NEW YORK – The Conference Board’s Employment Trends Index (ETI) crept up 0.29% to 108.34 in May from a downwardly revised 108.03 in April, originally reported as 108.04, and is up 7.6% from a year ago, the group announced Monday.
"While growth in employment has slowed significantly in recent months, the Employment Trends Index does not signal further slowing in the coming months," said Gad Levanon, Associate Director, Macroeconomic Research at The Conference Board. "Employers have been very cautious in hiring in the past two months, but at the moment, economic activity in the U.S. is just strong enough to require a modestly growing workforce."
The increase in the ETI was driven by positive contributions from five of the eight components: percentage of firms with positions not able to fill right now, initial claims for unemployment insurance, number of employees hired by the temporary-help industry, job openings, and industrial production.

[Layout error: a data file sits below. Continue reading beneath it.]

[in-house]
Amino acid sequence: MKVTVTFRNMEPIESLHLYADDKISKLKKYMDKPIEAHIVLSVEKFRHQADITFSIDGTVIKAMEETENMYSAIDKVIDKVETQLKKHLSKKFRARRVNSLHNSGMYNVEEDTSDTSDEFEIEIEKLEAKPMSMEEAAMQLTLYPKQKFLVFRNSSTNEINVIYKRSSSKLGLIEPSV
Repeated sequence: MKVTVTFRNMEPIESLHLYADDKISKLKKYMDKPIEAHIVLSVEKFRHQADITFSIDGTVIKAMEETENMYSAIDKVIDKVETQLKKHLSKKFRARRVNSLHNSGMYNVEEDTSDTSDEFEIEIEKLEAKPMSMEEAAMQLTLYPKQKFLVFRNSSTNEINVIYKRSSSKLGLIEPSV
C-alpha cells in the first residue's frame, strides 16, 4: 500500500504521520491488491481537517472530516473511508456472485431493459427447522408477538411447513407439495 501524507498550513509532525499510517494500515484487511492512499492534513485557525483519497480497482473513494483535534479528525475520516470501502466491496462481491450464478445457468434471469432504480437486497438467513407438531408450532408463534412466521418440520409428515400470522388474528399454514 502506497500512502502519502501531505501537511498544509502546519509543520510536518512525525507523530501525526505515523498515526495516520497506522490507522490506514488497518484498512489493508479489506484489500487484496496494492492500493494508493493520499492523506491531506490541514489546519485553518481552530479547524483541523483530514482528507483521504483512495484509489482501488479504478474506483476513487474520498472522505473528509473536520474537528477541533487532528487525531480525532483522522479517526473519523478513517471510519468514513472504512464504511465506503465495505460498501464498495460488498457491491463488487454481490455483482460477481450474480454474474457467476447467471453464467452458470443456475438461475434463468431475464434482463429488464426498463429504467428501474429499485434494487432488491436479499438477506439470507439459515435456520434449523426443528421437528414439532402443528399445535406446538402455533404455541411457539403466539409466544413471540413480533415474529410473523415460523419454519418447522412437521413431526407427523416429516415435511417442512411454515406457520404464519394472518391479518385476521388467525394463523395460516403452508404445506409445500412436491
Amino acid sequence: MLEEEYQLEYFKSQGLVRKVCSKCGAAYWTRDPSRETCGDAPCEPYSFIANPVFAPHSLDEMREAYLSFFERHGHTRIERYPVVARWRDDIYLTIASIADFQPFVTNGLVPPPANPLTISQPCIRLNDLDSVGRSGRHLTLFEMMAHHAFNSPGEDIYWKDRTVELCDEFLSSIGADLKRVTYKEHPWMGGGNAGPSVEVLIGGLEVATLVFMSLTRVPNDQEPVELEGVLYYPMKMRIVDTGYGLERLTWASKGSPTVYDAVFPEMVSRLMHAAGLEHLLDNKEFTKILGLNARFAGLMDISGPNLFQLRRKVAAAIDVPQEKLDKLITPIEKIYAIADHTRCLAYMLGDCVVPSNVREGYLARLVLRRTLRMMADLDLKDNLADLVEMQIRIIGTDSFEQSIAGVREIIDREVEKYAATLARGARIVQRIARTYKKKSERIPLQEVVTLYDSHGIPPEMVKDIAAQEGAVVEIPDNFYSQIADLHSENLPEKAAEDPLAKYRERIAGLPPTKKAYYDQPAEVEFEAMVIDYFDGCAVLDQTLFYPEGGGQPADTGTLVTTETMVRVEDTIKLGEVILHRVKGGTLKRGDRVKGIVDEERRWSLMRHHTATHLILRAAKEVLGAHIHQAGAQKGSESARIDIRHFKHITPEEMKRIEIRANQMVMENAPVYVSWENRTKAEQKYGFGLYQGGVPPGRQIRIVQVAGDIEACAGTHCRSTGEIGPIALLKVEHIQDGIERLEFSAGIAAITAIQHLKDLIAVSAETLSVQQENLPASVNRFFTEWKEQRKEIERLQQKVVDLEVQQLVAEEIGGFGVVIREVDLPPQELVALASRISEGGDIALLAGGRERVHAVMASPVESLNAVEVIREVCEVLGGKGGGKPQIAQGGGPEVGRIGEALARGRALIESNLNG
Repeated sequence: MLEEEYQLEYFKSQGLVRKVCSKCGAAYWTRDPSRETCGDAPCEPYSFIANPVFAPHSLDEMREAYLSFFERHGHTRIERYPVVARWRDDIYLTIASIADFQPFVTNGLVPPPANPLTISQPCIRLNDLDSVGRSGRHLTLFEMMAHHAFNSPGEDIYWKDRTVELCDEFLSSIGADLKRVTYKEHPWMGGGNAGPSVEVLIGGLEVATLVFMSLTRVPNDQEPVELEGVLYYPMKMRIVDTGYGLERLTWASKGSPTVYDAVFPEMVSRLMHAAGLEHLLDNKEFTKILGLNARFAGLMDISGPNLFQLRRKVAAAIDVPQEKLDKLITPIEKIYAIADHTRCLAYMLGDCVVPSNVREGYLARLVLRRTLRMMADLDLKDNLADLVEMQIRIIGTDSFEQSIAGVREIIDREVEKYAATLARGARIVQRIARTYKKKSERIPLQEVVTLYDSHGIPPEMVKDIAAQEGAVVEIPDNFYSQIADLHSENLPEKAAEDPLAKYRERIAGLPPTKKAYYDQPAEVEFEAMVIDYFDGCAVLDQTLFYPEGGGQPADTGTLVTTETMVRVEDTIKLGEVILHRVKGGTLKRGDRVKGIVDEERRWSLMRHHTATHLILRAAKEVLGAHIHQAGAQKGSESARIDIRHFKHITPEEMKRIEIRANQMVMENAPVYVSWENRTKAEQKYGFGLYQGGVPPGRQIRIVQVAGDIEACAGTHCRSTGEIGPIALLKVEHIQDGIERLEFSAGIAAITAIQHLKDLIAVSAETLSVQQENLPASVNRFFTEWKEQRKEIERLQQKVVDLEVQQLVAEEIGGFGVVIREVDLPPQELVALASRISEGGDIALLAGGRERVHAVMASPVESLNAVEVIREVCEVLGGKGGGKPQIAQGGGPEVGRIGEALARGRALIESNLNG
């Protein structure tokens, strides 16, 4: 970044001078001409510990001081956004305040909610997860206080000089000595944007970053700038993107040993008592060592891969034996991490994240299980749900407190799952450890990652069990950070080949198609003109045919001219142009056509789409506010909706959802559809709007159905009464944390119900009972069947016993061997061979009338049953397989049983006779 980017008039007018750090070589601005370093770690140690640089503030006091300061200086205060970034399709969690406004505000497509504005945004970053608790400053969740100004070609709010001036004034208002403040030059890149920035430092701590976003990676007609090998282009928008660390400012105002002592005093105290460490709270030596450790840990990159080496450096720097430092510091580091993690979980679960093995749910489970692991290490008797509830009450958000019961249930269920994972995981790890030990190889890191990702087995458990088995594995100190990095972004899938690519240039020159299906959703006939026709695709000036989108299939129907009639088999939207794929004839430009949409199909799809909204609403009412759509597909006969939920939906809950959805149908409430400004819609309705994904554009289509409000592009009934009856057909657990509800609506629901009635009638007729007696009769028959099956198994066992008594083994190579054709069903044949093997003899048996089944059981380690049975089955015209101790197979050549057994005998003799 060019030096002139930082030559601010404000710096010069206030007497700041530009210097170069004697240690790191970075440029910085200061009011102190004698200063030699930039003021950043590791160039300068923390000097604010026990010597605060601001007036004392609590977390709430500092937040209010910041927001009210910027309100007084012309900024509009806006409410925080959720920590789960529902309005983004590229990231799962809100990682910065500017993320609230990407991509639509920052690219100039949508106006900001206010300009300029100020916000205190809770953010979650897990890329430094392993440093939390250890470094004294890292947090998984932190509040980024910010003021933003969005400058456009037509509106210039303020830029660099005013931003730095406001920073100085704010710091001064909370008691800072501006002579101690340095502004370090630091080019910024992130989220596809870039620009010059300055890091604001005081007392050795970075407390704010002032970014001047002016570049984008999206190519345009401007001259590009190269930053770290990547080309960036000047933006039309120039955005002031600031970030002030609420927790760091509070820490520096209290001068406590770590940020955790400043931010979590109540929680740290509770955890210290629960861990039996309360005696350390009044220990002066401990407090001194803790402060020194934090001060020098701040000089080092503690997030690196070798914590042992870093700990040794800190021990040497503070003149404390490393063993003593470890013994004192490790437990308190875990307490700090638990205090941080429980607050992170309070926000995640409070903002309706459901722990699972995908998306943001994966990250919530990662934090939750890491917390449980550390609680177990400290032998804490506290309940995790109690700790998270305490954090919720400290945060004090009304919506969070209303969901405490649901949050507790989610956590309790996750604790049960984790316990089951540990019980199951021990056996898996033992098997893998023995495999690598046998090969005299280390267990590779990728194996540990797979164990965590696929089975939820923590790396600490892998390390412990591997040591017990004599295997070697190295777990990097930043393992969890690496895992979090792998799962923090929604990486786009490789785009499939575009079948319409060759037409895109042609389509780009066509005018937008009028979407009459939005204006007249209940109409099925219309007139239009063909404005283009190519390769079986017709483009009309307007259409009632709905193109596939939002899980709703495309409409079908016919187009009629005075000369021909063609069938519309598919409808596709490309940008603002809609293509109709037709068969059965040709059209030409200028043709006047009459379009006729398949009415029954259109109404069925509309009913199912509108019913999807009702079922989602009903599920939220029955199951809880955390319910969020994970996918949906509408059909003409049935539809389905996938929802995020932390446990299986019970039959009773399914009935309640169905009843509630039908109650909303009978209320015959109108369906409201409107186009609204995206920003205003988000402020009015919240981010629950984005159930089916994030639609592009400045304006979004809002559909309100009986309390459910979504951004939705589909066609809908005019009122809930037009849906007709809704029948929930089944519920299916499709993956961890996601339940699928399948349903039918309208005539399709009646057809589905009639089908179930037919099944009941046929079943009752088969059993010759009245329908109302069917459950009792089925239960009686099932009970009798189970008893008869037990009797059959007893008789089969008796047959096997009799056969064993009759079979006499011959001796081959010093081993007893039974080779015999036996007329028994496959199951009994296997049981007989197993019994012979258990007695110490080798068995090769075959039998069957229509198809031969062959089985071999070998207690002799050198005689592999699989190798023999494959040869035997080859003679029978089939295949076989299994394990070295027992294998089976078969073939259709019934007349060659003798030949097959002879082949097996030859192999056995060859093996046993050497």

The ETI aggregates eight labor-market indicators, each of which has proven accurate in its own area. Aggregating individual indicators into a composite index filters out so-called "noise" to show underlying trends more clearly.
The eight labor-market indicators aggregated into the ETI include: Percentage of respondents who say they find “Jobs Hard to Get” (The Conference Board Consumer Confidence Survey); Initial Claims for Unemployment Insurance (U.S. Department of Labor); Percentage of Firms With Positions Not Able to Fill Right Now (National Federation of Independent Business Research Foundation); Number of Employees Hired by the Temporary-Help Industry (U.S. Bureau of Labor Statistics); Part-time Workers for Economic Reasons (BLS); Job Openings (BLS); Industrial Production (Federal Reserve Board); and Real Manufacturing and Trade Sales (U.S. Bureau of Economic Analysis).